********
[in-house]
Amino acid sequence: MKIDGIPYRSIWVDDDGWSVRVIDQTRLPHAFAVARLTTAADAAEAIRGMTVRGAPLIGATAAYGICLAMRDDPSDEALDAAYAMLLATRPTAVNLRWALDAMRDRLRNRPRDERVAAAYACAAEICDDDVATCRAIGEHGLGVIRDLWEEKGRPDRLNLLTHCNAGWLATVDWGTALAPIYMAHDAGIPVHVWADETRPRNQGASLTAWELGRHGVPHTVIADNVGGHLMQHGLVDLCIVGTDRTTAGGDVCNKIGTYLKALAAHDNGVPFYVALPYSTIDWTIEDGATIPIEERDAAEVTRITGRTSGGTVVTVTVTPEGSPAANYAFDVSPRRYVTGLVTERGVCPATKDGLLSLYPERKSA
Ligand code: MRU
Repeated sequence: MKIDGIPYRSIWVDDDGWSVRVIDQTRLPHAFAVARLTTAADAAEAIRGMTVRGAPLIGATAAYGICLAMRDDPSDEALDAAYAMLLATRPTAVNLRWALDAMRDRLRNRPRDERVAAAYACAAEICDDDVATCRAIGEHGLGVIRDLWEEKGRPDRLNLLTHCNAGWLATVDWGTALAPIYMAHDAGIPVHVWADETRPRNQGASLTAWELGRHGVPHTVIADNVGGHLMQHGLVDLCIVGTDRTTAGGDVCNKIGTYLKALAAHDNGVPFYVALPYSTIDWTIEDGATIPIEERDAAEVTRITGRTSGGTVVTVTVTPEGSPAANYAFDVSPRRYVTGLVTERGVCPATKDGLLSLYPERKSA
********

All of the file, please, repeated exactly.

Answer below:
[in-house]
Amino acid sequence: MKIDGIPYRSIWVDDDGWSVRVIDQTRLPHAFAVARLTTAADAAEAIRGMTVRGAPLIGATAAYGICLAMRDDPSDEALDAAYAMLLATRPTAVNLRWALDAMRDRLRNRPRDERVAAAYACAAEICDDDVATCRAIGEHGLGVIRDLWEEKGRPDRLNLLTHCNAGWLATVDWGTALAPIYMAHDAGIPVHVWADETRPRNQGASLTAWELGRHGVPHTVIADNVGGHLMQHGLVDLCIVGTDRTTAGGDVCNKIGTYLKALAAHDNGVPFYVALPYSTIDWTIEDGATIPIEERDAAEVTRITGRTSGGTVVTVTVTPEGSPAANYAFDVSPRRYVTGLVTERGVCPATKDGLLSLYPERKSA
Ligand code: MRU
Repeated sequence: MKIDGIPYRSIWVDDDGWSVRVIDQTRLPHAFAVARLTTAADAAEAIRGMTVRGAPLIGATAAYGICLAMRDDPSDEALDAAYAMLLATRPTAVNLRWALDAMRDRLRNRPRDERVAAAYACAAEICDDDVATCRAIGEHGLGVIRDLWEEKGRPDRLNLLTHCNAGWLATVDWGTALAPIYMAHDAGIPVHVWADETRPRNQGASLTAWELGRHGVPHTVIADNVGGHLMQHGLVDLCIVGTDRTTAGGDVCNKIGTYLKALAAHDNGVPFYVALPYSTIDWTIEDGATIPIEERDAAEVTRITGRTSGGTVVTVTVTPEGSPAANYAFDVSPRRYVTGLVTERGVCPATKDGLLSLYPERKSA